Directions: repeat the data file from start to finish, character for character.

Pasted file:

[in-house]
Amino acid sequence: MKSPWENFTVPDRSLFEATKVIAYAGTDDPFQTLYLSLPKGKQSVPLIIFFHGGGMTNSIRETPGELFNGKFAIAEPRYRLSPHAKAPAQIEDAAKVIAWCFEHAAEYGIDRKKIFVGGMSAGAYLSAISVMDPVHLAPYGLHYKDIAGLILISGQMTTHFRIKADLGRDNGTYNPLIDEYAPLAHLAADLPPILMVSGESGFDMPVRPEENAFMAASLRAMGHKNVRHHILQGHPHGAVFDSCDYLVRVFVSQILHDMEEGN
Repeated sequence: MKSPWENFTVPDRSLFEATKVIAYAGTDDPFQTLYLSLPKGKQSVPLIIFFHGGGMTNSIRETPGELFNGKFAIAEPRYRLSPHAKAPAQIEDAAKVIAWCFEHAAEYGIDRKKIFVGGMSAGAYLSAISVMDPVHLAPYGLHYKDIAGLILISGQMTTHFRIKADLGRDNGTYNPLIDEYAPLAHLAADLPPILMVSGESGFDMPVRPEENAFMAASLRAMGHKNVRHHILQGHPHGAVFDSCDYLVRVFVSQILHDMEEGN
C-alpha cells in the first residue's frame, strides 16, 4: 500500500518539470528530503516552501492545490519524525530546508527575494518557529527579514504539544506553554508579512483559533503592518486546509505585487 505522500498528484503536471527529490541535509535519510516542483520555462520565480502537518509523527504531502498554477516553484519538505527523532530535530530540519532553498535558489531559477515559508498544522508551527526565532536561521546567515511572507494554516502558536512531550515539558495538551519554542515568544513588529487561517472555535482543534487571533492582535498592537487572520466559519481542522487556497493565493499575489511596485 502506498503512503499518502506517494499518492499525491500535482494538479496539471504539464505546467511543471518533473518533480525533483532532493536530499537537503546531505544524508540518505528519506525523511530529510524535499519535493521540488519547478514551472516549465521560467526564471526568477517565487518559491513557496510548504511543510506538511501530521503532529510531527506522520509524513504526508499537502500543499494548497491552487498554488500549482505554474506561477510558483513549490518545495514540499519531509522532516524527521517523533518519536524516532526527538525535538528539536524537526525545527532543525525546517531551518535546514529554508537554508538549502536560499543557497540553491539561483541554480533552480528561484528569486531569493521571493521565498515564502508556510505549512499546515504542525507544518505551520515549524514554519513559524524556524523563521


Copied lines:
[in-house]
Amino acid sequence: MKSPWENFTVPDRSLFEATKVIAYAGTDDPFQTLYLSLPKGKQSVPLIIFFHGGGMTNSIRETPGELFNGKFAIAEPRYRLSPHAKAPAQIEDAAKVIAWCFEHAAEYGIDRKKIFVGGMSAGAYLSAISVMDPVHLAPYGLHYKDIAGLILISGQMTTHFRIKADLGRDNGTYNPLIDEYAPLAHLAADLPPILMVSGESGFDMPVRPEENAFMAASLRAMGHKNVRHHILQGHPHGAVFDSCDYLVRVFVSQILHDMEEGN
Repeated sequence: MKSPWENFTVPDRSLFEATKVIAYAGTDDPFQTLYLSLPKGKQSVPLIIFFHGGGMTNSIRETPGELFNGKFAIAEPRYRLSPHAKAPAQIEDAAKVIAWCFEHAAEYGIDRKKIFVGGMSAGAYLSAISVMDPVHLAPYGLHYKDIAGLILISGQMTTHFRIKADLGRDNGTYNPLIDEYAPLAHLAADLPPILMVSGESGFDMPVRPEENAFMAASLRAMGHKNVRHHILQGHPHGAVFDSCDYLVRVFVSQILHDMEEGN
C-alpha cells in the first residue's frame, strides 16, 4: 500500500518539470528530503516552501492545490519524525530546508527575494518557529527579514504539544506553554508579512483559533503592518486546509505585487 505522500498528484503536471527529490541535509535519510516542483520555462520565480502537518509523527504531502498554477516553484519538505527523532530535530530540519532553498535558489531559477515559508498544522508551527526565532536561521546567515511572507494554516502558536512531550515539558495538551519554542515568544513588529487561517472555535482543534487571533492582535498592537487572520466559519481542522487556497493565493499575489511596485 502506498503512503499518502506517494499518492499525491500535482494538479496539471504539464505546467511543471518533473518533480525533483532532493536530499537537503546531505544524508540518505528519506525523511530529510524535499519535493521540488519547478514551472516549465521560467526564471526568477517565487518559491513557496510548504511543510506538511501530521503532529510531527506522520509524513504526508499537502500543499494548497491552487498554488500549482505554474506561477510558483513549490518545495514540499519531509522532516524527521517523533518519536524516532526527538525535538528539536524537526525545527532543525525546517531551518535546514529554508537554508538549502536560499543557497540553491539561483541554480533552480528561484528569486531569493521571493521565498515564502508556510505549512499546515504542525507544518505551520515549524514554519513559524524556524523563521